We have received excellent responses from our industry partners and other volunteers for our e-Mentoring program.

Some of the new mentors on board for next year include a PhD student studying psychology, marketing and other staff from Microsoft, a senior manager from the IT industry, an author, and a CEO from the space industry.

Students who wish to opt-in to our e-Mentoring program can complete the student profile and return it with parental consent.

Further information regarding mentoring can be found on our school website.

Sharleen Mulawin

R/Head Teacher Teaching and Learning

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Student work samples

Satrical Pieces from Year 10 English

Year 10 recently completed a unit of work on Social Satire which required them to look at an aspect in society and then make a satirical comment on that aspect. Year 10 came up with a variety of issues and topics which they felt needed to be satirised in a visual or written form.

View these creative pieces from:

Year 7 English: Virtual Worlds

In a recent unit of work completed by Year 7, students looked at the concept of virtual worlds. Part of their assessment task required them to create their own original virtual worlds. The variety and ideas that came from this task were exceptional.

A few of these worlds are here to immerse yourself in.

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Library report

Celebrating the 20th anniversary of Harry Potter was the theme for this semester’s Residential School display.

Students and staff at Aurora College overwhelming voted for Harry Potter and the Deathly Hallows as their favourite title in the series.

A number of awards, for a variety of competitions held throughout the semester, were presented to students at the Residential School. Congratulations to the following students:

  • Maria Tynan (Year 8, Leeton High School) –  TOP 25 Residential One competition, 2017
  • Elizabeth Hoyle (Year 8, Parkes High School) – TOP 25 Residential One competition, 2017
  • Zara Gardiner (Year 10, Jindabyne Central School) – Library survey random participant winner
  • David Ibbott (Year 8, Coonamble High School) – 50 words
  • Charlotte Kelly (Year 7, Canowindra High School) – 50 words
  • Laura Kerr (Year 7, Canowindra High School) – 50 words
  • Sarah Boon (Year 10, Dubbo College South Campus) – 50 words
  • Chanse McLean (Year 10, Canowindra High School) – 50 words
  • Zac Giger (Year 10, Orange High School) – 50 words
  • Madison Bland (Year 10, Parkes High School) – 50 words

During the Residential School, students in Years 9 & 10 visited the Charles Sturt University campus Library in Bathurst and undertook a session in refining their skills when searching digital resources. Our students were fantastic ambassadors for Aurora College and came away with many practical skills to support them in their future studies.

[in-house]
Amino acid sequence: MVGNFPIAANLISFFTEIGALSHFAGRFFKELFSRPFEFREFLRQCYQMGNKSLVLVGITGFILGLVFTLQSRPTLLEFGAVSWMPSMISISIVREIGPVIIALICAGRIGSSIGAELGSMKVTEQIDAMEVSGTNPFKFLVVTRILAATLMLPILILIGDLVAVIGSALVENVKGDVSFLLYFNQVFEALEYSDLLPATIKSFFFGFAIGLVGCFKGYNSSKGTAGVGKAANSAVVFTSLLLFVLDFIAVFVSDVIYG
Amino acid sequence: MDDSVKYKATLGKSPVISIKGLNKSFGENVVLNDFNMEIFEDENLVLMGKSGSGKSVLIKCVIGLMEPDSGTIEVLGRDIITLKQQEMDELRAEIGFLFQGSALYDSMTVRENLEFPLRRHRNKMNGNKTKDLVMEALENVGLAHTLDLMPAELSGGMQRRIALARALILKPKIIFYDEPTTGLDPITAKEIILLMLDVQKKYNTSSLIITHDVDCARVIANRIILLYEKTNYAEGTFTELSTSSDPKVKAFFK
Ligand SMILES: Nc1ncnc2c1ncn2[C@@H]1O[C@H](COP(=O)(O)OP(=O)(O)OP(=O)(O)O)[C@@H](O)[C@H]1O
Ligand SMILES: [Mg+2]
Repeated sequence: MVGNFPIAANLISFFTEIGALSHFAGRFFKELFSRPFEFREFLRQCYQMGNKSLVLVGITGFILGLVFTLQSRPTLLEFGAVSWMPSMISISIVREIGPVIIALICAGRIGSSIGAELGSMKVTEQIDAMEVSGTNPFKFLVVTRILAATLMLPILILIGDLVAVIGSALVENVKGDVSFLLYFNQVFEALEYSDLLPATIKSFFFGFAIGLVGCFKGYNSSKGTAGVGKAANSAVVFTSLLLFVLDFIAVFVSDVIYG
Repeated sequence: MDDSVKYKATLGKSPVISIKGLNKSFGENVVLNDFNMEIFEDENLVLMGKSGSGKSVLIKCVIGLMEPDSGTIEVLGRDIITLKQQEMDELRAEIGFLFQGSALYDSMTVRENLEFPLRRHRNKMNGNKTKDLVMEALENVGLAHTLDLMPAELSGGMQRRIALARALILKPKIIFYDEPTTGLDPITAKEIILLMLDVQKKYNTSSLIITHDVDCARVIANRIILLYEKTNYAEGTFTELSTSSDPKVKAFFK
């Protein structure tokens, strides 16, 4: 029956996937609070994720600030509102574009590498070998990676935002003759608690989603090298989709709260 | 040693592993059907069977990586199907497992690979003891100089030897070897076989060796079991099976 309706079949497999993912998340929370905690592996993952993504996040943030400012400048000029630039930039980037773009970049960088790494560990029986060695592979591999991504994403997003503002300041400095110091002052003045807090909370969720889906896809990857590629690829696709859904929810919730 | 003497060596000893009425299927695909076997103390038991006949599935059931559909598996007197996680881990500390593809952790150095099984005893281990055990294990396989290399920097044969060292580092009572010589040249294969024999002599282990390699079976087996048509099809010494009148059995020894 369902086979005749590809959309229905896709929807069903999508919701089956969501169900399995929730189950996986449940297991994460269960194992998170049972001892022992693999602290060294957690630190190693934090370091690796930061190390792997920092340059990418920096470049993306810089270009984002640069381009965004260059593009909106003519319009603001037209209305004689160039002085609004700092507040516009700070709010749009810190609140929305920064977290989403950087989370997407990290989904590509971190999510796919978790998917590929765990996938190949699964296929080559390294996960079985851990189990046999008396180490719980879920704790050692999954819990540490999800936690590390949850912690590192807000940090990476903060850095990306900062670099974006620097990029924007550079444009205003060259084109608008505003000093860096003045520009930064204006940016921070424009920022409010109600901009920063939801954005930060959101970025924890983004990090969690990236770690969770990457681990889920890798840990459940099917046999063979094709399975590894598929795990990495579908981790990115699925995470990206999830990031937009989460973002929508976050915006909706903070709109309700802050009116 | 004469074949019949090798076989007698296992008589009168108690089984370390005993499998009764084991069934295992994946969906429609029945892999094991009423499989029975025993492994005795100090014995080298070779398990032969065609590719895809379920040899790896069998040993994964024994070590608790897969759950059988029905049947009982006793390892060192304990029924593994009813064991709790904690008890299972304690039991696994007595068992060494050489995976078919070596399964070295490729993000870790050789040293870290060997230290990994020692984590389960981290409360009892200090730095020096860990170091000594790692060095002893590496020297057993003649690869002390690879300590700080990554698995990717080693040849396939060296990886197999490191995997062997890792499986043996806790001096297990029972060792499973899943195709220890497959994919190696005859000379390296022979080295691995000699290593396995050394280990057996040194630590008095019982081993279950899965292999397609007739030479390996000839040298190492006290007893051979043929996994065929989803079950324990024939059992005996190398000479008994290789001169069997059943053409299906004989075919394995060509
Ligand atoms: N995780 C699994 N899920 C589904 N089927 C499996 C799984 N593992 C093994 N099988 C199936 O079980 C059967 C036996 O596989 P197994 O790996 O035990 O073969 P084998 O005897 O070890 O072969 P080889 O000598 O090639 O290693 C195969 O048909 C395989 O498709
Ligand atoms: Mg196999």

Students in Years 7-10 were given the opportunity to visit a bookshop while in Bathurst. Students were very keen to browse the wide selection available. Science Fiction, Fantasy and Horror were popular genres with our students, as well as wide range of YA titles.

Ex Libris Aurora will be sent via email very soon – keep an eye out for it – there may be a number of new titles added to our digital library that you will want to read over the summer holidays. As always, if you have books to recommend, please email me.

Happy reading!

Kaylene Taylor

Teacher Librarian & Community Liaison Officer

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A message from our technology sponsor, Microsoft

You may have heard of the term STEM and it’s applicability in modern teaching. STEM stands for Science, Technology, Engineering and Maths, and Microsoft has a vast range of STEM tools available to parents and students.

Click the poster above to download a brochure with links to resources for embracing STEM with Microsoft!

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From the engine room

We are busy collecting enrolment forms from our new students and finalising accounts for the end of the year. Thara Shubbian, our new School Administrative Assistant, has adapted to our school environment seamlessly and we appreciate her efforts, especially over the last 10 weeks when I was incapacitated with a broken arm. A huge thank you to Georgia Brown whose help with residential tasks was invaluable over this period. This was a very large job and Georgia’s efforts added to the success of our recent residential camp.

Please remember that our preferred method of communication is via email. If any of your details have changed (email, mobile telephone, home telephone, address) recently, please let us know by emailing

If you would like to talk to us, our telephone number is 1300 287 629.

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Aurora College; 3b Smalls Road, Ryde, NSW 2112
Phone: 1300 287 629; Email: